Monday, March 9, 2009

Birds on the Rocks

The rocky shoreline at MacKerricher State Park near Fort Bragg, CA, was rich in bird life during our visit almost two weeks ago; I suspect that is usually the case.

Not far from where we saw the Black Oystercatchers I wrote about the other day, cormorants were preening themselves on a large rock. We think these were Pelagic Cormorants, judging by the white patches visible under one tail and by the uniformly dark throats; these markers distinguish them from the larger Brandt's Cormorants.

This beauty with the "decurved" bill is a Whimbrel, about which the Cornell Lab of Ornithology says:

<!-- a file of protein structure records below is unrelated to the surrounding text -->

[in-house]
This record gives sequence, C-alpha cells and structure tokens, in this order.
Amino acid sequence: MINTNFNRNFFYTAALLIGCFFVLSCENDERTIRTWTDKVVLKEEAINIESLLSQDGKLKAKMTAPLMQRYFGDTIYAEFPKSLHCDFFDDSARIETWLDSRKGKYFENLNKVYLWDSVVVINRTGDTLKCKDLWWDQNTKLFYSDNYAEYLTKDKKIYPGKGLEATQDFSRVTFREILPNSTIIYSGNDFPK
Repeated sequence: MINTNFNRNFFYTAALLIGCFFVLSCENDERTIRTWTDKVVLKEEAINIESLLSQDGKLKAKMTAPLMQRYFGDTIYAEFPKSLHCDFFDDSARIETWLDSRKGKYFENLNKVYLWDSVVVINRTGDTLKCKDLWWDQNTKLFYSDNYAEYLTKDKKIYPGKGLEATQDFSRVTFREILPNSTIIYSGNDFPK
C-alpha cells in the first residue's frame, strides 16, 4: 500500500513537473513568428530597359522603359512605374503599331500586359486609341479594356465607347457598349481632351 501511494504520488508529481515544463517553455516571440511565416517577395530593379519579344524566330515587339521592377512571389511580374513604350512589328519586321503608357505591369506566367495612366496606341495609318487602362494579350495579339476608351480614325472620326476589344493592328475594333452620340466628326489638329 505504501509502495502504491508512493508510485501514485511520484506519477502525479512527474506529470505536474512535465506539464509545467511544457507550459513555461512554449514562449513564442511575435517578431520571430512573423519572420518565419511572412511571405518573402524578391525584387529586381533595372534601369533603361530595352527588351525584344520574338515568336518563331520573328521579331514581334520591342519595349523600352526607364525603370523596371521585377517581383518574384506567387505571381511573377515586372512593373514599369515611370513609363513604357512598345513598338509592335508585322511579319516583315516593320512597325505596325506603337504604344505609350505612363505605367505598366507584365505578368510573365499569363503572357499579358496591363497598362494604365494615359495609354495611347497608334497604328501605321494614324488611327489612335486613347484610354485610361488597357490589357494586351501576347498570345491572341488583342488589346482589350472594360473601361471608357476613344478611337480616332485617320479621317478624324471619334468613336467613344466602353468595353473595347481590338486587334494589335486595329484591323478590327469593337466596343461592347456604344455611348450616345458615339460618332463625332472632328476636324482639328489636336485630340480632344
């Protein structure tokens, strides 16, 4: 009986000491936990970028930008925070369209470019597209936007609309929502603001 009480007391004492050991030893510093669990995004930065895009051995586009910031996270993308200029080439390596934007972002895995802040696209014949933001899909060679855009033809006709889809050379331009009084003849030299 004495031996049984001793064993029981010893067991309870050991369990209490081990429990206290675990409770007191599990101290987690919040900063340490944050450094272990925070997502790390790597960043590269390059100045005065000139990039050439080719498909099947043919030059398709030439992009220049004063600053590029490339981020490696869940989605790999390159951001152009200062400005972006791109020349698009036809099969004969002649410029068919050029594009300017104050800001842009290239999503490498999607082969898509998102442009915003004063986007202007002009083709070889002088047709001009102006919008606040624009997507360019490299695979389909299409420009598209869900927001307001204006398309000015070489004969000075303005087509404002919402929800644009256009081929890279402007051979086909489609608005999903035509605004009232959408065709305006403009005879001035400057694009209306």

One of the most wide-ranging shorebirds in the world, the Whimbrel breeds in the Arctic in the eastern and western hemispheres, and migrates to South America, Africa, south Asia, and Australia. It uses its long, down-curved bill to probe deep in the sand of beaches for invertebrates, but also feeds on berries and insects. ... Some migrating Whimbrels make a nonstop flight of 4,000 km (2,500 miles) from southern Canada or New England to South America.
We spotted her (or him) picking her (or his) way through a tidepool on a large outcropping of rock.
On the much smaller rock above is a Black Turnstone, a mid-sized shorebird that winters all along the Pacific coast from Alaska to Baja. Its limited breeding ground in western Alaska puts it at serious risk from oil spills.
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